You don't "just" build an operating system. You need knowledge for that, and lots of it too. So, before I even dare start writing a single line of code for my operating system, I need to work on that brain! I managed to create a high level overview of what I think I need to learn to get started and in which order.
- Learning about Computer Architecture and Organisation;
- Learning C Programming;
- Learning Assembly Language;
- Learning about Operating System Structure;
- Building MUTS!!
Gaining this knowledge won't fall out of the sky magically in my brain, unfortunately. Boy, would it be interesting for that to happen! But no, I need books for this, and I have started with the first one this week! I have got a big list of all the books that I could find that would be interesting for this project. However, reading them all would take me... an eternity. So, I've tried to keep the list short, for now.
- Write Great Code - Understand the Machine by Randall Hyde
- Write Great Code - Thinking Low-Level Writing High-Level by Randall Hyde
- C Programming - A Modern Approach by K.N. King
- The Art of Assembly by Randall Hyde
- Modern Operating Systems by Andrew Tanenbaum
- Operating Systems from 0 to 1
Still inspired, I'm now trying to announce my idea to you all! I hope this gives you a bit of background for my motives even to dare touch this project. Believe me, I'm scared to bits and almost shitting my pants. Still, I also feel exhilarated and motivated to work on this fantastic project. Even if it fails miserably, I'm confident that I will learn so much along the way that it won't be a waste of time.
But more importantly, I want to share my strides and struggles with you all. The first idea I have is to keep writing articles and posting them on my blog. Furthermore, I want to cross-post my articles to Dev.to, and maybe to Medium and other dev communities. I'm not too sure about the last two, but if you have any ideas on that, please do let me know!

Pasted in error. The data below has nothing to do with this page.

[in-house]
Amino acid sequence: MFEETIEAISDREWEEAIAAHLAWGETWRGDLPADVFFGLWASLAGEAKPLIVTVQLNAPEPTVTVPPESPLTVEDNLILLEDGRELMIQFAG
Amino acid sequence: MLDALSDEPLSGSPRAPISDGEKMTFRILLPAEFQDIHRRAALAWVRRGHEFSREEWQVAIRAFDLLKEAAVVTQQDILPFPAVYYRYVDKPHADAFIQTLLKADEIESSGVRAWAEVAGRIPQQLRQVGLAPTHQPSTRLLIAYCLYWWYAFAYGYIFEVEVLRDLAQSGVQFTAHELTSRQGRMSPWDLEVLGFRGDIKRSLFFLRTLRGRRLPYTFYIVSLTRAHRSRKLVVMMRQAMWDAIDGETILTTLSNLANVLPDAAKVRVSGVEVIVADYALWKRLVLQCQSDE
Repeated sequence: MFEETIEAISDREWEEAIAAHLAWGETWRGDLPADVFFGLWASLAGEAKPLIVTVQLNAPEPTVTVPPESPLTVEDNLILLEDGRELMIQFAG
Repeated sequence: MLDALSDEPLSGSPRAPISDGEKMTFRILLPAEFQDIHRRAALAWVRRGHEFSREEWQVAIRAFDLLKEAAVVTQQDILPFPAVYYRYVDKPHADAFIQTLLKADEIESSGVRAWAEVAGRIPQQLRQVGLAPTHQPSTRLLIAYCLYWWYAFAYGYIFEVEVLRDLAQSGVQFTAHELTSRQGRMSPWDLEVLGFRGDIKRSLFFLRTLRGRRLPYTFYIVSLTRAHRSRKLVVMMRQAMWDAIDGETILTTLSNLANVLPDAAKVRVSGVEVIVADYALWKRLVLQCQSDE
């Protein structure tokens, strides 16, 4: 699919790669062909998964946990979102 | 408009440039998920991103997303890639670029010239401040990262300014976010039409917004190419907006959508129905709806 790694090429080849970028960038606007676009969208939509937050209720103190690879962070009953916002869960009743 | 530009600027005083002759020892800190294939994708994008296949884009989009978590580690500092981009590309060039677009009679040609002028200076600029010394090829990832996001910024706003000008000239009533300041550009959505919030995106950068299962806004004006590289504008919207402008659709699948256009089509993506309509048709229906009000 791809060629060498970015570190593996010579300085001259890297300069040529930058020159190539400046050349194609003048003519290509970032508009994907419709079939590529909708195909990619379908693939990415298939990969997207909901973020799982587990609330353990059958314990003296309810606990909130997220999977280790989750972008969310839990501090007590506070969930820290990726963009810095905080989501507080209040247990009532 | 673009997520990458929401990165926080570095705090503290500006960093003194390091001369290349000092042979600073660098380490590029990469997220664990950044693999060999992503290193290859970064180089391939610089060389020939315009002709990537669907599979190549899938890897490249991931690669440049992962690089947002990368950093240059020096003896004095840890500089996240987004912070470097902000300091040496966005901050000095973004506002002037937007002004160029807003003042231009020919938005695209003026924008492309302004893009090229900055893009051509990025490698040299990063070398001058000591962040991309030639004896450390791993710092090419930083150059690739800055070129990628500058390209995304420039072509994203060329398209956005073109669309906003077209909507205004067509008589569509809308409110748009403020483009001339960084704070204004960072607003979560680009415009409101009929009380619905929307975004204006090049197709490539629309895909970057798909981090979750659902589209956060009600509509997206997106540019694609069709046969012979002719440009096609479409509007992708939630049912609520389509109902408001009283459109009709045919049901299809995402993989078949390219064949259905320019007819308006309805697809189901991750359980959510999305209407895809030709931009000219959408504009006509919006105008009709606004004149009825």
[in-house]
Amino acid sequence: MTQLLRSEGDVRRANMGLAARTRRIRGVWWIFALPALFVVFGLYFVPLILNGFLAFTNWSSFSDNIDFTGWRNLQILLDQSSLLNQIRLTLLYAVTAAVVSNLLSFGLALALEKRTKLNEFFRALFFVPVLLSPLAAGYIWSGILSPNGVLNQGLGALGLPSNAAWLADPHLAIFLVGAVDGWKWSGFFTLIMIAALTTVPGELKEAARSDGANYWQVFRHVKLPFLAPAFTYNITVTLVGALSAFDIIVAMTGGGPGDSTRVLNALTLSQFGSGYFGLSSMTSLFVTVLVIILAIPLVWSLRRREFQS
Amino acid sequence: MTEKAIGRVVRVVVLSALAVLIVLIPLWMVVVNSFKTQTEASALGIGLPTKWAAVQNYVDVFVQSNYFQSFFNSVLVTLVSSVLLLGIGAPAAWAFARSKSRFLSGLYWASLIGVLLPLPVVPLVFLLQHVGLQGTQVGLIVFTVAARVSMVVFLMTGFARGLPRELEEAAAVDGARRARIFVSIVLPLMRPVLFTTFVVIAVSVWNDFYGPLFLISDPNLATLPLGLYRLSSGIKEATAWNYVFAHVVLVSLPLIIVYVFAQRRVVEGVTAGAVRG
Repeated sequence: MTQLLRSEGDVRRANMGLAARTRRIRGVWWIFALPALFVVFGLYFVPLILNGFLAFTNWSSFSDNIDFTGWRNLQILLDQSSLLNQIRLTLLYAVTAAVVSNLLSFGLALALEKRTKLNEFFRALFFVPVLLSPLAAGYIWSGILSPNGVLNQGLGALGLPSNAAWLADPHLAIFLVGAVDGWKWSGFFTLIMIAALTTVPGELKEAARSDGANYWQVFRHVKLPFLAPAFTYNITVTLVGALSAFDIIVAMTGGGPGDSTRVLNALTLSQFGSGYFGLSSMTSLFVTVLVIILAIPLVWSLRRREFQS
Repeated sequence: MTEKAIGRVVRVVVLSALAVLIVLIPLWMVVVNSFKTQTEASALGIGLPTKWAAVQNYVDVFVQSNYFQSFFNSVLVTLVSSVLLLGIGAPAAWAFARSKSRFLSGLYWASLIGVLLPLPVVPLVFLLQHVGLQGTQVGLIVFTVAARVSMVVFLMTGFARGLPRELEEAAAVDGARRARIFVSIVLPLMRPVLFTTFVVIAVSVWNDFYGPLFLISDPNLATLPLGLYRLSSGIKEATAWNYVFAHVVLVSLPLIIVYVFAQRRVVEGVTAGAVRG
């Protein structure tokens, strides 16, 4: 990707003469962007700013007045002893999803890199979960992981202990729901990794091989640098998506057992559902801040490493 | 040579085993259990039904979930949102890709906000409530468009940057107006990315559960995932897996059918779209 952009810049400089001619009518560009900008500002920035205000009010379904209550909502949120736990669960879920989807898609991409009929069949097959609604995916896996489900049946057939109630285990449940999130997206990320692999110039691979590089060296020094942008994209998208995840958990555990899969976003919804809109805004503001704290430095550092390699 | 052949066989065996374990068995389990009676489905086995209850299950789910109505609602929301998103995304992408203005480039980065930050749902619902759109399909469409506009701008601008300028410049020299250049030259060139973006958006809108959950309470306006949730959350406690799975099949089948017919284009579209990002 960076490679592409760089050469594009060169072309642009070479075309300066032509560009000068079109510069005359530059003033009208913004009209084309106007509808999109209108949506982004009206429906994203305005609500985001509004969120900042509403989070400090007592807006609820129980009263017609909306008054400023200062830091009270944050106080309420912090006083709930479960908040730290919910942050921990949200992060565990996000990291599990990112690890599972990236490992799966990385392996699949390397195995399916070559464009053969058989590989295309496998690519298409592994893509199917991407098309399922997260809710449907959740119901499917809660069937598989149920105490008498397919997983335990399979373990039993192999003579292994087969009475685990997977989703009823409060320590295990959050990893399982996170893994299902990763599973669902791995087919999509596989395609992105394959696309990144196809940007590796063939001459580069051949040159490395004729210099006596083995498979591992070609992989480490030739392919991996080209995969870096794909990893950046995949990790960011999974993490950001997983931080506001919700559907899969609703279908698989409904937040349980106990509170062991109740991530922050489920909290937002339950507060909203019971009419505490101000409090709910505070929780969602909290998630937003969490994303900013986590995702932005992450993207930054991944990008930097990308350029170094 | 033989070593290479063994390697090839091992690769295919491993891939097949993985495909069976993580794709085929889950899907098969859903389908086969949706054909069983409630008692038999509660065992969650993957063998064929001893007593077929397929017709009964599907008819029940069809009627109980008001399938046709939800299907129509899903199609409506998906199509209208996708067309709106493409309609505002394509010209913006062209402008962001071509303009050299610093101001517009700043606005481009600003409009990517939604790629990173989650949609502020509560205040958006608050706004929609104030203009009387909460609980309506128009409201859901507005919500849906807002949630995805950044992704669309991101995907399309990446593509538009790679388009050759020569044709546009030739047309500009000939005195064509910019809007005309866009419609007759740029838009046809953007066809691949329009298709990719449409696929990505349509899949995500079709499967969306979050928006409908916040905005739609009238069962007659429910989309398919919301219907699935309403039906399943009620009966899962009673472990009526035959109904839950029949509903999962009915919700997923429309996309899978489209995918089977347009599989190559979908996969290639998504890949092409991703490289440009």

I also do have one other idea, but I'd like your opinion on that too. Would it be interesting if I stream my C and Assembly programming on Twitch, sowing my learning process and progress on the languages? Afterwards, I can upload the stream to my YouTube channel, so you can watch it later.
Finally, I would like to ask you: Do you have any ideas on how you'd like to keep updated on projects like this? Things that I can do to expose it more, so I can hold myself accountable to stay motivated even during the tougher learning times. I'm curious to see what you think!
The road to My Ultimate Training System will be a long one, that is a given. Projects like these will have their ups and downs, but I'm hoping that I can stick to my plan. The learning possibilities are endless, which is what motivates me the most. Naturally, the development of my operating system will be open source. There is one question that always lingers in the back of my brain: Will I, or anyone, ever use my OS seriously? That, I won't know until I've "finished" it. However, I'd like to think that one day I'll run my OS on a device and use it for simple tasks. That is the end goal for now.